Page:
2. What about that large balance sheet? The Committee has been dragging its feet on this one. One would have expected that, since the Fed first dropped interest rates in the financial crisis, then expanded its balance sheet, that it would unwind the policy in reverse - reduce the balance sheet and then raise interest rates. Indeed, this would have been the most politically astute approach to normalization. Raising short rates with a large balance sheet of low-yield long-maturity assets risks reaching a state where the Fed stops sending transfers to the Treasury, because it is paying out more on its liabilities than it is earning on its assets. While not economically important, some people in Congress would jump all over this. It can still happen. Further, it seems likely that large-scale asset purchases will be used again in the future - though at least one newcomer to the FOMC, Marvin Goodfriend, isn't a big fan of QE. But it's not clear the Fed understands the effects of QE - why it may or may not work - any better than it ever did. QE is basically a move by the central bank to engage in debt management, the usual province of the fiscal authority. Without some agreement that this is a job assignment for the central bank, and effort to coordinate with the fiscal authority, it's not going to work properly, if it works at all. And, there's good reason to believe it doesn't work, or that it could be detrimental. For example, the Bank of Japan has tried in vain with massive QE to raise inflation, without success. QE may accomplish nothing more than reducing the efficiency of financial markets by swapping mediocre collateral (reserves) for good collateral (government debt).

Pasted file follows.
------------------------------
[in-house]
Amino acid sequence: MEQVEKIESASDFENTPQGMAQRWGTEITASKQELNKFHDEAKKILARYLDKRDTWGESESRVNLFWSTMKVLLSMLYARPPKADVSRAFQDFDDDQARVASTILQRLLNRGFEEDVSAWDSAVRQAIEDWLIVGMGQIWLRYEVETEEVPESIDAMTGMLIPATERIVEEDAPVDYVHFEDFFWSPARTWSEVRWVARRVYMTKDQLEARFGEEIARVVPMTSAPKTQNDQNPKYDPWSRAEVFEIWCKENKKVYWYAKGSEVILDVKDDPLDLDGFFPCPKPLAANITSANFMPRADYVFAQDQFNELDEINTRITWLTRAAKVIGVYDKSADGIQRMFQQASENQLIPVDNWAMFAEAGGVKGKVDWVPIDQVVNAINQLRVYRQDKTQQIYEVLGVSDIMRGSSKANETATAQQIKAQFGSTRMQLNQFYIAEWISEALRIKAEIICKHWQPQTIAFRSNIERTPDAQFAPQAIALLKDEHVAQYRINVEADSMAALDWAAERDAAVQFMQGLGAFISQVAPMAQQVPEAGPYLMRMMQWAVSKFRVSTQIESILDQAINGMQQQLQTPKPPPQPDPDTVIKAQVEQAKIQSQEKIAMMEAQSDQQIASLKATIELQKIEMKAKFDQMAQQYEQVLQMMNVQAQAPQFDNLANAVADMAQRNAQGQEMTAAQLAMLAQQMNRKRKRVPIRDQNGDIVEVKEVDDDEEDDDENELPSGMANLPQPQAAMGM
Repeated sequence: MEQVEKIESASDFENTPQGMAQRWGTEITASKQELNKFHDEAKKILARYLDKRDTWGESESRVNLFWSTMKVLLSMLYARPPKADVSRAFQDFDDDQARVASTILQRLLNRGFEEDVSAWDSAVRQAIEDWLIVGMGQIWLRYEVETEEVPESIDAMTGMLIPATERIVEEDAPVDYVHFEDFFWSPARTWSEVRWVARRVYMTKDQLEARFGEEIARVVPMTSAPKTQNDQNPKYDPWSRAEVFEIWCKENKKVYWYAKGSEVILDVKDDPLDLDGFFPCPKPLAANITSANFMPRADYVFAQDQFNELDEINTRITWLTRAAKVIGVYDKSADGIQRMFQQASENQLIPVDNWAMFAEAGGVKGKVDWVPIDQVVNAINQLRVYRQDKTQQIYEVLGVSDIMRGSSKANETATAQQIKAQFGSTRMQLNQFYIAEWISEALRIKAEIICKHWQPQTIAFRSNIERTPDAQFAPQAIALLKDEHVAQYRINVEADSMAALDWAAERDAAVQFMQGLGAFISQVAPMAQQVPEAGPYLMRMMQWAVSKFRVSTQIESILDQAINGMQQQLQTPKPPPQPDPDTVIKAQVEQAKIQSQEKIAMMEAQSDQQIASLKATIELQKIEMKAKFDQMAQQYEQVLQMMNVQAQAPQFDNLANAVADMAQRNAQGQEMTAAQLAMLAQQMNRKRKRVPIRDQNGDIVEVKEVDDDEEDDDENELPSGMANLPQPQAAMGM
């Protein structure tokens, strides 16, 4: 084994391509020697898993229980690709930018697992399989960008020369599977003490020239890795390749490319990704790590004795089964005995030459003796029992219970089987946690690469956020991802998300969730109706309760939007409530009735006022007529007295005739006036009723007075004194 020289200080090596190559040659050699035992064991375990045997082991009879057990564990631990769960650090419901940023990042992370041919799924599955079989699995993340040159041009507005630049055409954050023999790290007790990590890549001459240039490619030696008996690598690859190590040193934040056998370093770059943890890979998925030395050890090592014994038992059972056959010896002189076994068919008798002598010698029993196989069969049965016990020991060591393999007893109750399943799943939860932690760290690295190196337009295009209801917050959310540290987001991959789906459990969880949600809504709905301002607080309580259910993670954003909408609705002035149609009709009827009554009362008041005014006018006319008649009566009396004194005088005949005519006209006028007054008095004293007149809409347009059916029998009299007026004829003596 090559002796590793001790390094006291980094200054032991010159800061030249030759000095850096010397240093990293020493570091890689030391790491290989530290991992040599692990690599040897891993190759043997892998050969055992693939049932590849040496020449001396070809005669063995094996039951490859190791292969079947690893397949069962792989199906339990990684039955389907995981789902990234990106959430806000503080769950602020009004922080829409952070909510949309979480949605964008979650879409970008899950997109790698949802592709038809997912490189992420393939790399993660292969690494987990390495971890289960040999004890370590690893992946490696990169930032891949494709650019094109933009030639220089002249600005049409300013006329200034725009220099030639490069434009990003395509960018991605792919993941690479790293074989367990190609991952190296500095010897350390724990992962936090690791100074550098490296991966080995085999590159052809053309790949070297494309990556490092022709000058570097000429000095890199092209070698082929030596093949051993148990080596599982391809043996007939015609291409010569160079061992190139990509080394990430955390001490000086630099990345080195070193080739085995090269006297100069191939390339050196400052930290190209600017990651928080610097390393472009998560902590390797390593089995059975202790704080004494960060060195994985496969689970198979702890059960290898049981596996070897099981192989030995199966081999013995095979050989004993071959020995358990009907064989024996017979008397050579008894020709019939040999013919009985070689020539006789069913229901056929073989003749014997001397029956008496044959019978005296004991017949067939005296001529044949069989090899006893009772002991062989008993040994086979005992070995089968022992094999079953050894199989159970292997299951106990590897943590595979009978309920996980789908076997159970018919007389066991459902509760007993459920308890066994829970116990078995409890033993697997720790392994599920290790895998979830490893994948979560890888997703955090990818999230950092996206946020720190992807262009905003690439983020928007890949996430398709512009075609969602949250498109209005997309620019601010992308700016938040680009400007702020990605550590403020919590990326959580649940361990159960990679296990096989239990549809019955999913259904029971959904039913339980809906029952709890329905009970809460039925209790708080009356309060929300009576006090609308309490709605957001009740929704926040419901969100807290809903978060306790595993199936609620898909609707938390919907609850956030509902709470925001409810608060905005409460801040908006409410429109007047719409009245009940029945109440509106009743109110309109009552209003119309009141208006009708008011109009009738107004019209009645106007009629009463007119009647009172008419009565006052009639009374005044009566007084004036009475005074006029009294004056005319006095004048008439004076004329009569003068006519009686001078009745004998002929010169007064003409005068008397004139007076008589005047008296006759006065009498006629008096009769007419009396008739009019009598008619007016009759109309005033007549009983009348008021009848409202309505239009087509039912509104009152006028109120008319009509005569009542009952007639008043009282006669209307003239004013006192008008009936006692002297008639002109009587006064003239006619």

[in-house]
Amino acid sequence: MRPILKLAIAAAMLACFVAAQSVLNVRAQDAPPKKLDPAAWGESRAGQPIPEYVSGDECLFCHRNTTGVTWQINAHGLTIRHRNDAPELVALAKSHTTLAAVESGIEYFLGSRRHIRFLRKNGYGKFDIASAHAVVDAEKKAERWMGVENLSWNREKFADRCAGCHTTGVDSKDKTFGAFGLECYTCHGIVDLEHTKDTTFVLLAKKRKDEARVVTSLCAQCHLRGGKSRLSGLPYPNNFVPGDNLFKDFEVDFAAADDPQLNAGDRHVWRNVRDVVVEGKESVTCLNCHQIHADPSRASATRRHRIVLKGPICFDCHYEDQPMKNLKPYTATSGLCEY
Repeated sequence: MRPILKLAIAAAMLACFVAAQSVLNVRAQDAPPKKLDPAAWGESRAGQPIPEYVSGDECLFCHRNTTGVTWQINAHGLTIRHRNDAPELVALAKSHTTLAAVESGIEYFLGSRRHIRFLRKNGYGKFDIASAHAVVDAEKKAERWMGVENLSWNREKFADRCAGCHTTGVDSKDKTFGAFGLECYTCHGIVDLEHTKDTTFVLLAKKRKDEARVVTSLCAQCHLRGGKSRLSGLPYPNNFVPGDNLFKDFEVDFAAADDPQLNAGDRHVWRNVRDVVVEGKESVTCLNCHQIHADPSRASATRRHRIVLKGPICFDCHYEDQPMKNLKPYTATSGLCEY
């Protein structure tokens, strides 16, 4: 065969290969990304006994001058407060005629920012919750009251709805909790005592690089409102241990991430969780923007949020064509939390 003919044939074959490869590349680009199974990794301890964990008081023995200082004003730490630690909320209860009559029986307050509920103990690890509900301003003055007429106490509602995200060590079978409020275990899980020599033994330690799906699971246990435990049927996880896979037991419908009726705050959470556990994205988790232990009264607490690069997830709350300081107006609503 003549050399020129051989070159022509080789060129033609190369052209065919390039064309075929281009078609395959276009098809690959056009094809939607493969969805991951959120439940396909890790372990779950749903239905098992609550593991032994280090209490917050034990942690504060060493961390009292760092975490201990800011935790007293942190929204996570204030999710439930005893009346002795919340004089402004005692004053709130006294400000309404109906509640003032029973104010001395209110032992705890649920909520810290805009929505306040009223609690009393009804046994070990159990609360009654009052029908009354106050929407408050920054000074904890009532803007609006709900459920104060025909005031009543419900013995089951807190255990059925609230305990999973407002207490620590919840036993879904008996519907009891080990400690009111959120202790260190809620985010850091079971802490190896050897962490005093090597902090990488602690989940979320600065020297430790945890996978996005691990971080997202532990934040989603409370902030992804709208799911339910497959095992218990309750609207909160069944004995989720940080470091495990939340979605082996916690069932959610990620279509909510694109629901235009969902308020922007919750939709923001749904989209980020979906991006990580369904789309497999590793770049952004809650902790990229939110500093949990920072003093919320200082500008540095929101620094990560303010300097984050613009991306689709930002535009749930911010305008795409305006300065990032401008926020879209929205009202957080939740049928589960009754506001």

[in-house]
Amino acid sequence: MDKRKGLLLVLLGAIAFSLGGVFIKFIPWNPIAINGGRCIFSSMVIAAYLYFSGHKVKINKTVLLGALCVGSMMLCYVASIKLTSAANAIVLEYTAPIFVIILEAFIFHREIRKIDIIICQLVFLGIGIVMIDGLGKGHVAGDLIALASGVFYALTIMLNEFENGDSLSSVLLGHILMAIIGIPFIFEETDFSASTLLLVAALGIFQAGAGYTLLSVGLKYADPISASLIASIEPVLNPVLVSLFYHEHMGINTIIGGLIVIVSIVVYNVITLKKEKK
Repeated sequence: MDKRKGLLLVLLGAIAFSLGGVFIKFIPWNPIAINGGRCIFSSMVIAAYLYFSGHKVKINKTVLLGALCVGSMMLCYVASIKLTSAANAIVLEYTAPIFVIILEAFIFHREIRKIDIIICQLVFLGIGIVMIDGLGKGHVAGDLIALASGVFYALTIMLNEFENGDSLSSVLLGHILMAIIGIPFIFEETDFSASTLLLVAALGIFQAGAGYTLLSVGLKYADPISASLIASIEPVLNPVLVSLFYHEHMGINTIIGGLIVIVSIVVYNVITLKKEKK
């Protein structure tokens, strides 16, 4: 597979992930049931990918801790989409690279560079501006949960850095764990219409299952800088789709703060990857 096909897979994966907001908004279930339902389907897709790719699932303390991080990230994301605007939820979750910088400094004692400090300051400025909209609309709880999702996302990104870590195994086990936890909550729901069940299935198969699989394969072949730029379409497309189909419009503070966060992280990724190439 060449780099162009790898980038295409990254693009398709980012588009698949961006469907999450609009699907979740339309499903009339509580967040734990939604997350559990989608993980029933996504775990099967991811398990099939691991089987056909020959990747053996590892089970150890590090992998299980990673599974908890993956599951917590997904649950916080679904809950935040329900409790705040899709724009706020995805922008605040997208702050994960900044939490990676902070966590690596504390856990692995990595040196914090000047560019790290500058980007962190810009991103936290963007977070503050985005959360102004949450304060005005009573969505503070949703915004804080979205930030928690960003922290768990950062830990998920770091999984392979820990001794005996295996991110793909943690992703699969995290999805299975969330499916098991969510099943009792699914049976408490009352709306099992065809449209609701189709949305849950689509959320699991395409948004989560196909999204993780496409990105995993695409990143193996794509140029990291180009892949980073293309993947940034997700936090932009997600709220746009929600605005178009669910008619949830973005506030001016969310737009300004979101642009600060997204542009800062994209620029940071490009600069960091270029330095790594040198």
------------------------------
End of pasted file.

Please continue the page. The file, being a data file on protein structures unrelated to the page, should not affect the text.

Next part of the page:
3. Under Yellen, communication with the public has not been so great. It's well known that she doesn't like public appearances, and tends to avoid them. There wasn't a lot of Yellen speech-making. Further, she continued Bernanke's practice of giving press conferences only at the March, June, September, and December FOMC meetings. What this meant was that nothing every happened at the other meetings. Go back and look. Yet, Yellen always insisted that every meeting was a live one. That was a lie, and everyone knew it. I've been told by experienced central bankers that the FOMC should tighten on good news. The reason is that raising the interest rate target is never going to get a round of applause. Good economic data will give the Fed cover to hike rates, and it's sometimes necessary to do that. After all, how can you lower rates if you never raise them? But there's a lot of noise in economic data, so the central bank needs to take advantage of good news when it gets it. And, if 4 of 8 meetings in a year are off the table, that's a lot of potential missed opportunities. But maybe that was part of Yellen's strategy? Maybe she wanted a gradual normalization come hell or high water, and going to 8 press conferences a year would have allowed the rest of the Committee to thwart that goal. Yellen's usually given credit for being collegial, but maybe she's more devious than she looks.